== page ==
In 609 A.D., Pope Boniface IV and emperor Phocas converted it into the Christian church we see nowadays. These days, the Pantheon in Rome currently conducts Mass on Saturdays and Sundays. And so, if you’d like to attend mass at the Pantheon, check out the info here.
During the Hellenistic period, the name Pantheon had a very clear meaning. A temple dedicated to a deified king and other gods associated with him.Filippo Coarelli, professor of Roman Antiquities at Perugia University
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To begin with, let’s start with the exterior of the Pantheon in Rome. Its portico is built in the Greek style; Emperor Hadrian was a Grecophile. The columns, hard to miss, stand 40 feet high and are five feet in diameter. It’s true, gazing at the facade of the building will give you shivers, but wait until you see what’s on the inside.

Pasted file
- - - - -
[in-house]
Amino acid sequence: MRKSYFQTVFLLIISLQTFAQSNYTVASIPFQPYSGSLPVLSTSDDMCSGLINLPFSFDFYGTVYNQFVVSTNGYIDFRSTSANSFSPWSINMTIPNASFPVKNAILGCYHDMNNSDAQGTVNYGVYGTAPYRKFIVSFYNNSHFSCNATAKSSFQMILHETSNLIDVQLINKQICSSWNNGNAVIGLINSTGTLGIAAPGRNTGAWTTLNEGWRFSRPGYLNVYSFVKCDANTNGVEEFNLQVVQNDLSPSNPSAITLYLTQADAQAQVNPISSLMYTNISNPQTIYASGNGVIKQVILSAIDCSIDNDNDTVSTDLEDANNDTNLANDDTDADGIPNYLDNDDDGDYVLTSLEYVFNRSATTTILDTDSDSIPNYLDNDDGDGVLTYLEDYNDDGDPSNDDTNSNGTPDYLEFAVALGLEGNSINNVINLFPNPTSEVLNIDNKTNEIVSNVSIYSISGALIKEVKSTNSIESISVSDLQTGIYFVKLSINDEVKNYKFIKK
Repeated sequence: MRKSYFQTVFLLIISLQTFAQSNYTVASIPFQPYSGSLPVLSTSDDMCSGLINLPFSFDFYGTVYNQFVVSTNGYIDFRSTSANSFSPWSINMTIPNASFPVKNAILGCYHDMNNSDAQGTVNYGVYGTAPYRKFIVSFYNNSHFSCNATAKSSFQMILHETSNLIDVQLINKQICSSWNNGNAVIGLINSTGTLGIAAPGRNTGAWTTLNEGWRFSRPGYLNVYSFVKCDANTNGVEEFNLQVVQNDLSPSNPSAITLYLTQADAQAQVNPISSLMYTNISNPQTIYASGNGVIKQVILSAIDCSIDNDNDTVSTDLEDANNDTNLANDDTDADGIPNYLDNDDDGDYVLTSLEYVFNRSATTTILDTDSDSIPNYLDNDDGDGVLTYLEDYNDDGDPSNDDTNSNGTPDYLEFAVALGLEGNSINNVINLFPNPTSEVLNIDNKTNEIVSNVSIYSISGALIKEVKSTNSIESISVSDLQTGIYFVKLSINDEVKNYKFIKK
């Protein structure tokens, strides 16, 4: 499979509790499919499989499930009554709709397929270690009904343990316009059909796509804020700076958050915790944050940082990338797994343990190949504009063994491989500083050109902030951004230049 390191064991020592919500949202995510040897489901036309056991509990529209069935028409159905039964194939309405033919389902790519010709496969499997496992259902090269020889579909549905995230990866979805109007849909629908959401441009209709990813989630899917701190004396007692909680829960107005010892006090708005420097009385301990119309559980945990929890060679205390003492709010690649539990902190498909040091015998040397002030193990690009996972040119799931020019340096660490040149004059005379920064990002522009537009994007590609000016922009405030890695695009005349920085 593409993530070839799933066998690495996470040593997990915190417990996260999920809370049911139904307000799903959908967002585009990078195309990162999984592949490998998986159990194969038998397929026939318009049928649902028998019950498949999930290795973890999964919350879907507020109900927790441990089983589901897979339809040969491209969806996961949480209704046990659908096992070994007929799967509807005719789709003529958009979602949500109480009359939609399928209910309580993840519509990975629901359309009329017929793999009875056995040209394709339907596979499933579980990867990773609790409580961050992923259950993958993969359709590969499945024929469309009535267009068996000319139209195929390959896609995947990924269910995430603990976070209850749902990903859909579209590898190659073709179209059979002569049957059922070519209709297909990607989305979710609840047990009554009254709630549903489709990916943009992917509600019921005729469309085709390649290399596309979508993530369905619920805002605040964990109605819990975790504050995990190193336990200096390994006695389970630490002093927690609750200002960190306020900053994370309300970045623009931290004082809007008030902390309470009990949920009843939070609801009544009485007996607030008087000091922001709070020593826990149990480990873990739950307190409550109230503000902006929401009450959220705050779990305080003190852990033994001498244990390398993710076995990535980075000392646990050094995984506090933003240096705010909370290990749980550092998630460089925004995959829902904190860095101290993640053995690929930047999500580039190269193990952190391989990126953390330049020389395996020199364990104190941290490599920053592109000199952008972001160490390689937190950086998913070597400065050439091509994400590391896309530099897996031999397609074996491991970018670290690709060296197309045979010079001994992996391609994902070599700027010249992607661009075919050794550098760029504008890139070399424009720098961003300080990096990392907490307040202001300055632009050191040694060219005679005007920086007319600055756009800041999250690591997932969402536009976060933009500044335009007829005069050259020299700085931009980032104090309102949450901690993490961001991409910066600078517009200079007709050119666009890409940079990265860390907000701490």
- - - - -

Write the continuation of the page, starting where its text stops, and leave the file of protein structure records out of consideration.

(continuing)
The Pantheon is considered a rotunda, a circular drum structure. Perfect mathematically, the Pantheon’s dome has an opening in the center. To put it in numbers, the sphere’s height is equal to the radius and is 43.3 meters (142ft). In fact, the Pantheon in Rome still holds the world record for having the largest unsupported concrete dome.
Why is the Pantheon Famous?
You have to imagine that as you walk inside the Pantheon, you are walking inside a building that people have been constantly walking into for the last 1,900 years! If that fact doesn’t impress then probably nothing will. How many other examples of ancient buildings do you know of where you can say that? Exactly, I cannot think of any other either. Enjoy it.
The building itself gives you one of those rare insights to what ancient life and architecture would have been like. So not only is this building extremely important for modern day archeology, but also for regular people like us who love to dream what life was like back in the day.
When entering the building from the portico outside, you can’t see the original bronze decorations above the pillars. This is because the great Lorenzo used the material to create the Baldacchino in St. Peter’s Basilica. In addition to its importance in ancient Rome, the Pantheon in Rome is home to important tombs.